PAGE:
With those words Mary speaks a truth about our lives, a truth that at some point we all experience. There comes a day when the wine gives out. The glass is empty. The party is over. On that day life seems empty and dry. There is no vibrancy or vitality. Nothing is growing or fermenting within us. Our world is colorless and tasteless. The bouquet of life is absent and we are living less than fully alive.
Mary’s words hold before us some some serious questions and wonderings. Where has the wine of our life given out? What relationships have run dry? What parts of us remain empty?
Each one of us could tell a story about the day the wine gave out. Continue reading “Wine Time, A Sermon on John 2:1-11”
“My teacher, let me see again.” It’s the obvious answer to Jesus’ question. What else would a blind man ask for? It may be the obvious answer but it is not always the answer given. No one wants to be blind. That’s not the question. The deeper question is whether we really want to see. Do we really want to see the reality of our lives, things done and left undone, who we are and who we are not? Do we really want to see the needs of our neighbor, the poor, or the marginalized? Do we really want to see the injustices of the world? Do we really want to see who Jesus is and not just who we wish or want him to be?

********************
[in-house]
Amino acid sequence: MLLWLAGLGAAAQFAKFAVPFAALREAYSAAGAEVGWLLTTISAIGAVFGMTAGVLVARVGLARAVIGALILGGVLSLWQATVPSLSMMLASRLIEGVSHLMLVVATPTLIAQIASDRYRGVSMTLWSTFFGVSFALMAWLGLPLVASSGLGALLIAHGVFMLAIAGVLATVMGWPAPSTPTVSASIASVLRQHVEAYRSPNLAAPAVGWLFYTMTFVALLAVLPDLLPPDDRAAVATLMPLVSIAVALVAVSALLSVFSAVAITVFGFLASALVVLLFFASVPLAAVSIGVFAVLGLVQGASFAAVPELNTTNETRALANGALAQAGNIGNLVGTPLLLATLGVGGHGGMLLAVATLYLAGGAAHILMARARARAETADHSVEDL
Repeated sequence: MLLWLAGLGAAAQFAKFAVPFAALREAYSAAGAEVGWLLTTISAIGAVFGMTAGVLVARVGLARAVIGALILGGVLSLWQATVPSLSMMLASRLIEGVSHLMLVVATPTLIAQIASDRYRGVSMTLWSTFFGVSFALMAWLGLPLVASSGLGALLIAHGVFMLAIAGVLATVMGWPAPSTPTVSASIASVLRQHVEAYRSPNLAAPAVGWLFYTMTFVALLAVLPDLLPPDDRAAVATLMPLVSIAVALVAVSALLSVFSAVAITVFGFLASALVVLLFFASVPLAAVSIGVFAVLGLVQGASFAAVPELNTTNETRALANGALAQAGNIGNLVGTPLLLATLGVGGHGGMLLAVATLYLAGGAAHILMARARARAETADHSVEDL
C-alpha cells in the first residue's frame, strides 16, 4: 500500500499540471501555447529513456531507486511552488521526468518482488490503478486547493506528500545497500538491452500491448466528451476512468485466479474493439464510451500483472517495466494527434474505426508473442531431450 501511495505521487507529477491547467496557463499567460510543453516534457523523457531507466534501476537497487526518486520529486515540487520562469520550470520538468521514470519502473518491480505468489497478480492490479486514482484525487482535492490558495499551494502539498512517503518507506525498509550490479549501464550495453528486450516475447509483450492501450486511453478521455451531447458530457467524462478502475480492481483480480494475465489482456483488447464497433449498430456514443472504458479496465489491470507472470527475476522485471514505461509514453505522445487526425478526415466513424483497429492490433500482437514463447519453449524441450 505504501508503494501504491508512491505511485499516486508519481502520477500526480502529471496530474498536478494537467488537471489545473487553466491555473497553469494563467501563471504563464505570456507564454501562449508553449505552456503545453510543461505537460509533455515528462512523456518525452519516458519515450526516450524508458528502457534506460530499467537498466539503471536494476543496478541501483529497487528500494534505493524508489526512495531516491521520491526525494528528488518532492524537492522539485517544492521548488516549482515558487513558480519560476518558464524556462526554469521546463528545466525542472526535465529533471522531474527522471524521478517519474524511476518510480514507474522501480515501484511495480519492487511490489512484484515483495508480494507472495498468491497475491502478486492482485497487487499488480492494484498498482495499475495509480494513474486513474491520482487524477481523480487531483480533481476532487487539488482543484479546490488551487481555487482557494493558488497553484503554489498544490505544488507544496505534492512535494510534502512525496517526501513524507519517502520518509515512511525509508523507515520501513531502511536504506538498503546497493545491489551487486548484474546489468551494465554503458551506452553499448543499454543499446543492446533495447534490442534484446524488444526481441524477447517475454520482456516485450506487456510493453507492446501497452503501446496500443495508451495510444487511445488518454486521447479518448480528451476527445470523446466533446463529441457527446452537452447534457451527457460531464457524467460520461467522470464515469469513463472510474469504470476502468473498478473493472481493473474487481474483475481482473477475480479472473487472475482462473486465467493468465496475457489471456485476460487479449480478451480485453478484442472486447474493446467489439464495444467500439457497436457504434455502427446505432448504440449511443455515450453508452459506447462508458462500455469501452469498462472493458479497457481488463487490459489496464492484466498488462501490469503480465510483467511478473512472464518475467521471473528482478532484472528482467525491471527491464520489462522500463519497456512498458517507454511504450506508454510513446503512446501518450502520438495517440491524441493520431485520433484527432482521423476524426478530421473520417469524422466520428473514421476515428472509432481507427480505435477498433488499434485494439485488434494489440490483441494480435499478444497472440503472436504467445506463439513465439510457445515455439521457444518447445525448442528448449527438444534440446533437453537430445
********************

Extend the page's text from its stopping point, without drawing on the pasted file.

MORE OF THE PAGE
“Do you really want to see?” That’s the question Bartimaeus must answer. True seeing is more than simply observing with our physical eyes. It implies relationship and a deeper knowing and understanding. This happens when we see with the eyes of faith. This seeing, however, is not without risk. If we really want to see then we must be willing to change and be changed. We must be willing to leave behind what is to receive what might be.